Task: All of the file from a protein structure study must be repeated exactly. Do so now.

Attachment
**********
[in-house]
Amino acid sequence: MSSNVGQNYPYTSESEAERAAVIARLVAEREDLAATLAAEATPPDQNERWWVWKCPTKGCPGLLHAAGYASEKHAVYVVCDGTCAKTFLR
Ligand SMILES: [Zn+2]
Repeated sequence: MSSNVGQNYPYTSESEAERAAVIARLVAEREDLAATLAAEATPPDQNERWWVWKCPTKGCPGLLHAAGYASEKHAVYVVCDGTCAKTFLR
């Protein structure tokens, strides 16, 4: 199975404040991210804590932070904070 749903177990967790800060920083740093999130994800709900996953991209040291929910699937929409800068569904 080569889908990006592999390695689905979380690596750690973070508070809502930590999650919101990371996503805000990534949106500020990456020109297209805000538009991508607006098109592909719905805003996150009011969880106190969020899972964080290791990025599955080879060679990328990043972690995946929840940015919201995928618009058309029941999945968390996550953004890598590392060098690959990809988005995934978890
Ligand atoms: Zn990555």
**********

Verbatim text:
[in-house]
Amino acid sequence: MSSNVGQNYPYTSESEAERAAVIARLVAEREDLAATLAAEATPPDQNERWWVWKCPTKGCPGLLHAAGYASEKHAVYVVCDGTCAKTFLR
Ligand SMILES: [Zn+2]
Repeated sequence: MSSNVGQNYPYTSESEAERAAVIARLVAEREDLAATLAAEATPPDQNERWWVWKCPTKGCPGLLHAAGYASEKHAVYVVCDGTCAKTFLR
């Protein structure tokens, strides 16, 4: 199975404040991210804590932070904070 749903177990967790800060920083740093999130994800709900996953991209040291929910699937929409800068569904 080569889908990006592999390695689905979380690596750690973070508070809502930590999650919101990371996503805000990534949106500020990456020109297209805000538009991508607006098109592909719905805003996150009011969880106190969020899972964080290791990025599955080879060679990328990043972690995946929840940015919201995928618009058309029941999945968390996550953004890598590392060098690959990809988005995934978890
Ligand atoms: Zn990555």